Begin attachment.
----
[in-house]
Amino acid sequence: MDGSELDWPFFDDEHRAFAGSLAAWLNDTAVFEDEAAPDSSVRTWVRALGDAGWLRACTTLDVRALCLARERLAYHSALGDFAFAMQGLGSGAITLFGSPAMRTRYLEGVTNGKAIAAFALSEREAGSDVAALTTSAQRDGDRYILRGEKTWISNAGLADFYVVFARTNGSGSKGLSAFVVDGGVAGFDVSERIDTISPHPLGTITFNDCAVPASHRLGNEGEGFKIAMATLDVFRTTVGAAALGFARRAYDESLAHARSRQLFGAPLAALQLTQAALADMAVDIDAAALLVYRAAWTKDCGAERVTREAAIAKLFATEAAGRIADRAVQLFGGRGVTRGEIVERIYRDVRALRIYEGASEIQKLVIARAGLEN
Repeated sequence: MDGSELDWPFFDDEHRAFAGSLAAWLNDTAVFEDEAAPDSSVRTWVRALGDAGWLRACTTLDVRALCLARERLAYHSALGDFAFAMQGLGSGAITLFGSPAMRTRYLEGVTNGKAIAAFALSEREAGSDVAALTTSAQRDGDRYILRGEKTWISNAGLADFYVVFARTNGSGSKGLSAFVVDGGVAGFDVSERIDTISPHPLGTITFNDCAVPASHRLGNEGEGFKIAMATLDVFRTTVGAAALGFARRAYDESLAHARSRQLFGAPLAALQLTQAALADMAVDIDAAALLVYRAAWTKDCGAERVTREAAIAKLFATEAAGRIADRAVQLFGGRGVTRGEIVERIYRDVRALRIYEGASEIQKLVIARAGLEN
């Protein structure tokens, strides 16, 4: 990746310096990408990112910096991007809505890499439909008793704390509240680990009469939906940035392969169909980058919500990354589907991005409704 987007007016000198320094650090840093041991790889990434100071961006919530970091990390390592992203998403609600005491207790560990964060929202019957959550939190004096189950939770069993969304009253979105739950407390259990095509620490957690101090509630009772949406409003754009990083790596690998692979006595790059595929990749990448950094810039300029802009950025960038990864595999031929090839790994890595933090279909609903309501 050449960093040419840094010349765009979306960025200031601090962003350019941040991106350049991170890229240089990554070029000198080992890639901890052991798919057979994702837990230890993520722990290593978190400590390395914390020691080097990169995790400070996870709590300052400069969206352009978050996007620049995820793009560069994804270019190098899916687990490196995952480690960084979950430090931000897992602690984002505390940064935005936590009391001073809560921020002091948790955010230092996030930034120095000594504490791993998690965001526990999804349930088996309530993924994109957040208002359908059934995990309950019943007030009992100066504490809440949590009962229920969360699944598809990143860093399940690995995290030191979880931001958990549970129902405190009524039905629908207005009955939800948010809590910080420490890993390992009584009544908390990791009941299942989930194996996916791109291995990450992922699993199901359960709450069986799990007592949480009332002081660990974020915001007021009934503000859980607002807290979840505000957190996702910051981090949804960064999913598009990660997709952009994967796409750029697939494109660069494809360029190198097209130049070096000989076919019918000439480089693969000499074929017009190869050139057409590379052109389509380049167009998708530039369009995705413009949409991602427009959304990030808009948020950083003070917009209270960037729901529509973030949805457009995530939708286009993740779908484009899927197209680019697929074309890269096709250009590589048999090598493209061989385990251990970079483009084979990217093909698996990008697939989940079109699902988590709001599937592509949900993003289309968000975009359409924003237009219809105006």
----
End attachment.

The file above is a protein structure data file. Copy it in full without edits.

[in-house]
Amino acid sequence: MDGSELDWPFFDDEHRAFAGSLAAWLNDTAVFEDEAAPDSSVRTWVRALGDAGWLRACTTLDVRALCLARERLAYHSALGDFAFAMQGLGSGAITLFGSPAMRTRYLEGVTNGKAIAAFALSEREAGSDVAALTTSAQRDGDRYILRGEKTWISNAGLADFYVVFARTNGSGSKGLSAFVVDGGVAGFDVSERIDTISPHPLGTITFNDCAVPASHRLGNEGEGFKIAMATLDVFRTTVGAAALGFARRAYDESLAHARSRQLFGAPLAALQLTQAALADMAVDIDAAALLVYRAAWTKDCGAERVTREAAIAKLFATEAAGRIADRAVQLFGGRGVTRGEIVERIYRDVRALRIYEGASEIQKLVIARAGLEN
Repeated sequence: MDGSELDWPFFDDEHRAFAGSLAAWLNDTAVFEDEAAPDSSVRTWVRALGDAGWLRACTTLDVRALCLARERLAYHSALGDFAFAMQGLGSGAITLFGSPAMRTRYLEGVTNGKAIAAFALSEREAGSDVAALTTSAQRDGDRYILRGEKTWISNAGLADFYVVFARTNGSGSKGLSAFVVDGGVAGFDVSERIDTISPHPLGTITFNDCAVPASHRLGNEGEGFKIAMATLDVFRTTVGAAALGFARRAYDESLAHARSRQLFGAPLAALQLTQAALADMAVDIDAAALLVYRAAWTKDCGAERVTREAAIAKLFATEAAGRIADRAVQLFGGRGVTRGEIVERIYRDVRALRIYEGASEIQKLVIARAGLEN
């Protein structure tokens, strides 16, 4: 990746310096990408990112910096991007809505890499439909008793704390509240680990009469939906940035392969169909980058919500990354589907991005409704 987007007016000198320094650090840093041991790889990434100071961006919530970091990390390592992203998403609600005491207790560990964060929202019957959550939190004096189950939770069993969304009253979105739950407390259990095509620490957690101090509630009772949406409003754009990083790596690998692979006595790059595929990749990448950094810039300029802009950025960038990864595999031929090839790994890595933090279909609903309501 050449960093040419840094010349765009979306960025200031601090962003350019941040991106350049991170890229240089990554070029000198080992890639901890052991798919057979994702837990230890993520722990290593978190400590390395914390020691080097990169995790400070996870709590300052400069969206352009978050996007620049995820793009560069994804270019190098899916687990490196995952480690960084979950430090931000897992602690984002505390940064935005936590009391001073809560921020002091948790955010230092996030930034120095000594504490791993998690965001526990999804349930088996309530993924994109957040208002359908059934995990309950019943007030009992100066504490809440949590009962229920969360699944598809990143860093399940690995995290030191979880931001958990549970129902405190009524039905629908207005009955939800948010809590910080420490890993390992009584009544908390990791009941299942989930194996996916791109291995990450992922699993199901359960709450069986799990007592949480009332002081660990974020915001007021009934503000859980607002807290979840505000957190996702910051981090949804960064999913598009990660997709952009994967796409750029697939494109660069494809360029190198097209130049070096000989076919019918000439480089693969000499074929017009190869050139057409590379052109389509380049167009998708530039369009995705413009949409991602427009959304990030808009948020950083003070917009209270960037729901529509973030949805457009995530939708286009993740779908484009899927197209680019697929074309890269096709250009590589048999090598493209061989385990251990970079483009084979990217093909698996990008697939989940079109699902988590709001599937592509949900993003289309968000975009359409924003237009219809105006």